On September 13, the Commonwealth Court of Pennsylvania issued its opinion in South of South Street Neighborhood Association v. Philadelphia Zoning Board of Adjustment (Docket No. 1675), in which it reaffirmed, if not broadened, the notion that an applicant for a use variance may establish an unnecessary hardship by demonstrating a sustained, but unsuccessful attempt to sell the subject property.
Dung Phat LLC (Dung Phat) owned property in South Philadelphia, located in the G-2 Industrial zoning district and improved with a vacant industrial building measuring less than 95,000 square feet. Following a series of denied applications filed with the City’s Department of Licenses and Inspections, Dung Phat filed an application with the Philadelphia Zoning Board of Adjustment (ZBA) requesting, among other things, a variance to permit the property to be used for a variety of retail and wholesale uses, none of which were permitted in the G-2 District. After holding two hearings on the matter, the ZBA granted the use variance, subject to certain conditions relating to the placement of a wall in front of the parking lot, the location of garbage areas, and deliveries. The South of South Street Neighborhood Association (Association) appealed the ZBA’s decision to the Court of Common Pleas, which affirmed the ZBA’s grant. On appeal to the Commonwealth Court, the Association argued that the ZBA erred in its finding that Dung Phat had established the existence of an unnecessary hardship to support the grant of the use variance.
The Commonwealth Court began its analysis by stating the essential elements for the grant of a variance under the Philadelphia Zoning Code: (1) the applicant’s property is subject to a unique hardship; (2) granting a variance will not have an adverse effect on the public health, safety, or general welfare; and (3) the variance requested represents the minimum variance that will afford relief at the least modification possible. As to the first element, regarding hardship, the Commonwealth Court, quoting a non-Philadelphia case as precedence, stated that “an applicant must prove that either: (1) the physical features of the property are such that it cannot be used for a permitted purpose; or (2) the property can be conformed for a permitted use only at a prohibitive expense; or (3) the property is valueless for any purpose permitted by the zoning ordinance.”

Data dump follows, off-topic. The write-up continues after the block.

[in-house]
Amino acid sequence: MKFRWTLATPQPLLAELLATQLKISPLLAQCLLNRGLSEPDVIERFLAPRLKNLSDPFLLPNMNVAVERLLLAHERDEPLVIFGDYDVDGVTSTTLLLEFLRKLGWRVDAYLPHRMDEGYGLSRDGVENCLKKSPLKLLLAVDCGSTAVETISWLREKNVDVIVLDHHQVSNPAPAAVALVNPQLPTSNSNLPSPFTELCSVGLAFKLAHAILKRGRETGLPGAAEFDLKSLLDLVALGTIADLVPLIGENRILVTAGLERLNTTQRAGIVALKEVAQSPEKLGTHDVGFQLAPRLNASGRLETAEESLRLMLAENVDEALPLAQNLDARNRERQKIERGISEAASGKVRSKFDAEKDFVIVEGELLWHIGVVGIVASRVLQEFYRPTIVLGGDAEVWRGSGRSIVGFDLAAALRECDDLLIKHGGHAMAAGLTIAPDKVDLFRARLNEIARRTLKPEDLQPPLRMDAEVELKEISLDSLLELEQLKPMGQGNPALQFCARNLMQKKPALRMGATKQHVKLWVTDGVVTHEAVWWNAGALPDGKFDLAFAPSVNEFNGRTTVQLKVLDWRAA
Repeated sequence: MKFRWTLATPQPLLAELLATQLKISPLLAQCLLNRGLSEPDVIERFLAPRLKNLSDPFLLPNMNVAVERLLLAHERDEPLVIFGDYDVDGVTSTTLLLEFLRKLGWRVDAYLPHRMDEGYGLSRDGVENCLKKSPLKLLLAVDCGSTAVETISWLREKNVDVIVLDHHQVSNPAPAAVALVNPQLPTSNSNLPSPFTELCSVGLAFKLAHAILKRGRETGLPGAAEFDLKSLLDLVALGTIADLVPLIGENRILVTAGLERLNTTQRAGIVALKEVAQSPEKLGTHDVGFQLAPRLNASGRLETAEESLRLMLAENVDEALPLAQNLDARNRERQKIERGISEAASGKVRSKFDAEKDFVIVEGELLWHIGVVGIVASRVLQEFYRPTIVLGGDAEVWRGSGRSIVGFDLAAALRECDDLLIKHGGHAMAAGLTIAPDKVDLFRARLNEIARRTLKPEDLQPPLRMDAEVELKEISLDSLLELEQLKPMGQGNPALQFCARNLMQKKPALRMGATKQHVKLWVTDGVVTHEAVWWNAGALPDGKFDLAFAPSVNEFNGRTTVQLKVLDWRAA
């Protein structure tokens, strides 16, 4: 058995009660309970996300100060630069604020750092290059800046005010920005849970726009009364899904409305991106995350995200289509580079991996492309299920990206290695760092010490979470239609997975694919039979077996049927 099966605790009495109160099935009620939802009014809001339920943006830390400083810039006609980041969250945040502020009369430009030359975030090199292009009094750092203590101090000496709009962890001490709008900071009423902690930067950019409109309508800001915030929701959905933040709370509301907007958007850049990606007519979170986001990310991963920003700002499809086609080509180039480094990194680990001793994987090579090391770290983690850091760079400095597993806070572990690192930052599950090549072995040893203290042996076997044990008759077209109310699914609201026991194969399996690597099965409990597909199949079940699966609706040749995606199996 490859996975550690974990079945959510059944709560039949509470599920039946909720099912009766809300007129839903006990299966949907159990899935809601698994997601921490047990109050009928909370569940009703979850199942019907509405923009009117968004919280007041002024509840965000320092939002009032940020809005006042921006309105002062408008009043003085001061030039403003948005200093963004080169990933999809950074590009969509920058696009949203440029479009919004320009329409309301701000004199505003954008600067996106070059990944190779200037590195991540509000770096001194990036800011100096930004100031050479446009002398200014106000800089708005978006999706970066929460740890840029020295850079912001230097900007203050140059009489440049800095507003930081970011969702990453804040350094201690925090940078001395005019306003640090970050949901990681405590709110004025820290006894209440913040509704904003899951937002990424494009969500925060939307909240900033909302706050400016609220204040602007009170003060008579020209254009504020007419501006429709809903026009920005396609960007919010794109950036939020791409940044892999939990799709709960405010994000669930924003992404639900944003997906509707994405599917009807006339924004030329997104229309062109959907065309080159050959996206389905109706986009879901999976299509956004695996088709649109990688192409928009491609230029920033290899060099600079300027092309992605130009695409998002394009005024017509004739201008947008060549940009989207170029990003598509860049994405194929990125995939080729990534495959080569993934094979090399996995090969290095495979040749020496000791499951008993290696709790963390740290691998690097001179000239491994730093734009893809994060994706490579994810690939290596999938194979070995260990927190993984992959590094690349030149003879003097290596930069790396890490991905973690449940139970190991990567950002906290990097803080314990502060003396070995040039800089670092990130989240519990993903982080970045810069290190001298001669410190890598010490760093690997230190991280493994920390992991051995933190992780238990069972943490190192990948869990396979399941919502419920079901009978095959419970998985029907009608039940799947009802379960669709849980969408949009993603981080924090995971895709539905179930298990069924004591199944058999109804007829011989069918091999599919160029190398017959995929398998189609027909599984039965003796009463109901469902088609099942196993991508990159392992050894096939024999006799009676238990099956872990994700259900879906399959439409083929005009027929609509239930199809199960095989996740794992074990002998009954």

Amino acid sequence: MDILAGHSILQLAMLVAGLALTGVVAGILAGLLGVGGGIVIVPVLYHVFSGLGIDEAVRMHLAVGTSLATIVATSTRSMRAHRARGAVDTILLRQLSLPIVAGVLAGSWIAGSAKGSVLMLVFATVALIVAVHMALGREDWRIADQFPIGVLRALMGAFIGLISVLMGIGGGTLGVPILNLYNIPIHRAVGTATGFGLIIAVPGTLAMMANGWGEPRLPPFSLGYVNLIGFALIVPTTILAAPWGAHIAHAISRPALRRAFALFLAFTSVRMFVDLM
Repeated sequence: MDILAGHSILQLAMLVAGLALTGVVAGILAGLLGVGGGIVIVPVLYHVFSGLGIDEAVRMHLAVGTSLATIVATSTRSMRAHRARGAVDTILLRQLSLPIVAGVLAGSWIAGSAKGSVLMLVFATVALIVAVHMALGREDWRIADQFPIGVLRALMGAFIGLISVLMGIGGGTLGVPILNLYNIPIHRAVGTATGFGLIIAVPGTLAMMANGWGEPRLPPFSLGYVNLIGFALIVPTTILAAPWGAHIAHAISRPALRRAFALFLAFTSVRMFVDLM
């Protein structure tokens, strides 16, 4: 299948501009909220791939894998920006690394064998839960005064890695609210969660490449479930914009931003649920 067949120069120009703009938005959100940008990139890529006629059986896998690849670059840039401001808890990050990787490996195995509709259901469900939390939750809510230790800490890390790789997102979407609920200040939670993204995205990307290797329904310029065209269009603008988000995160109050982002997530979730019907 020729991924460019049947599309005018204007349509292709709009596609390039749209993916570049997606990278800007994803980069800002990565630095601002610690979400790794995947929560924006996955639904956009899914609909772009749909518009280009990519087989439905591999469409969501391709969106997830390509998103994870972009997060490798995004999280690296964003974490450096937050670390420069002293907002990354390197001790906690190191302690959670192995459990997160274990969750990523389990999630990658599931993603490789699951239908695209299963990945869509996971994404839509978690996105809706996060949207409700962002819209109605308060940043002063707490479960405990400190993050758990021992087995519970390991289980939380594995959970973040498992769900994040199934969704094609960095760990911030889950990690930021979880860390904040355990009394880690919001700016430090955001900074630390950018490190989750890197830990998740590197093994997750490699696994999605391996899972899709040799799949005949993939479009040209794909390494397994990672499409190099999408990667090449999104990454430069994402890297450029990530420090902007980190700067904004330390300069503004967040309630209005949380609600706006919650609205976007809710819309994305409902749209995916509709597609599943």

The Commonwealth Court then reviewed the ZBA’s central reason for concluding that an unnecessary hardship was shown: Dung Phat had made a long-term (five year) attempt to sell the property for an industrial use, but was unsuccessful. In affirming the ZBA’s decision, the Commonwealth Court analyzed several past opinions that have held “a sustained, but unsuccessful attempt to sell property constitutes evidence that the property lacks value for any permitted use.” Based upon the ZBA’s findings of fact, the Commonwealth Court concluded that the testimony of Dung Phat’s officer stating that after acquiring the property it was listed for approximately five years with a broker who tried to sell it as an industrial property but received no offers during that time, was sufficient to support a finding of hardship.
President Judge Dan Pellegrini filed a dissenting opinion taking issue with the majority’s ruling that a hardship was established. While conceding that an inability to sell a property after a sustained and vigorous effort to do so is evidence that a parcel is not saleable for a purpose permitted by the zoning regulations, he added that the mere placement of a ‘for sale’ sign on the property and listing it with local real estate brokers without quoting a sales price, does not evidence the active, prolonged, and specific testing of the marketability of the ground, which is essential to demonstrate that it cannot be sold or used for the purpose zoned. Applying the testimony before the ZBA in the present case, Judge Pellegrini concluded that the requisite unnecessary hardship was not demonstrated.
In light of the recent stagnation in the commercial real estate market, this opinion provides a potential new argument for landowners seeking to obtain variances for the use of their properties where attempts to sell such properties as they were used in the past have not been successful. The decision also gives zoning hearing boards the ability to find a unique hardship to grant a use variance for a property that may have had a long-term vacancy but can be revitalized with a new use. However, cautious use of this hardship is recommended, lest the fiber of a zoning district be gutted by the grant of use variances on properties vacant for no other reason than a poor economy.